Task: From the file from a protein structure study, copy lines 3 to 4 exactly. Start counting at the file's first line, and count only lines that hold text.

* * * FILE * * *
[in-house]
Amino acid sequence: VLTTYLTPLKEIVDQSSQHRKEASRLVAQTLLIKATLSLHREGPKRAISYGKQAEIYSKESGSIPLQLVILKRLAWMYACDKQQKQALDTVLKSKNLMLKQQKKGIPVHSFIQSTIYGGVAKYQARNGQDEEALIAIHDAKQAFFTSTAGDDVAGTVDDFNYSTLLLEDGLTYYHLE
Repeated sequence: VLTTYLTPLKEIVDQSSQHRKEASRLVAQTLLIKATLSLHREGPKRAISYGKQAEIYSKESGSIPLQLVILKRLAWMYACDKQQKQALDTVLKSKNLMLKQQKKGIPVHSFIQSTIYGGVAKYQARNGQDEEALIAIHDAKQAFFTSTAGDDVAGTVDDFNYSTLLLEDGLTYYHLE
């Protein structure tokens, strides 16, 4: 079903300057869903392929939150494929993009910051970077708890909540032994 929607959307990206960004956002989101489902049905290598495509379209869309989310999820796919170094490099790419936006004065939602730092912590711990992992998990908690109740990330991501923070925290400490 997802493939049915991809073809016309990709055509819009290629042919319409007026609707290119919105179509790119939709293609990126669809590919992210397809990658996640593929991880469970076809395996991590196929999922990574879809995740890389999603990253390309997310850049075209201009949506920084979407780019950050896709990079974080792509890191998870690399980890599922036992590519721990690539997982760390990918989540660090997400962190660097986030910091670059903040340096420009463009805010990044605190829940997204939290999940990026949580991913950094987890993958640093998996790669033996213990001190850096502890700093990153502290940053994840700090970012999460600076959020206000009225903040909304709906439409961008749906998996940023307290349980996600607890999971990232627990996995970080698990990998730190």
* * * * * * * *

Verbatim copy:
Repeated sequence: VLTTYLTPLKEIVDQSSQHRKEASRLVAQTLLIKATLSLHREGPKRAISYGKQAEIYSKESGSIPLQLVILKRLAWMYACDKQQKQALDTVLKSKNLMLKQQKKGIPVHSFIQSTIYGGVAKYQARNGQDEEALIAIHDAKQAFFTSTAGDDVAGTVDDFNYSTLLLEDGLTYYHLE
């Protein structure tokens, strides 16, 4: 079903300057869903392929939150494929993009910051970077708890909540032994 929607959307990206960004956002989101489902049905290598495509379209869309989310999820796919170094490099790419936006004065939602730092912590711990992992998990908690109740990330991501923070925290400490 997802493939049915991809073809016309990709055509819009290629042919319409007026609707290119919105179509790119939709293609990126669809590919992210397809990658996640593929991880469970076809395996991590196929999922990574879809995740890389999603990253390309997310850049075209201009949506920084979407780019950050896709990079974080792509890191998870690399980890599922036992590519721990690539997982760390990918989540660090997400962190660097986030910091670059903040340096420009463009805010990044605190829940997204939290999940990026949580991913950094987890993958640093998996790669033996213990001190850096502890700093990153502290940053994840700090970012999460600076959020206000009225903040909304709906439409961008749906998996940023307290349980996600607890999971990232627990996995970080698990990998730190």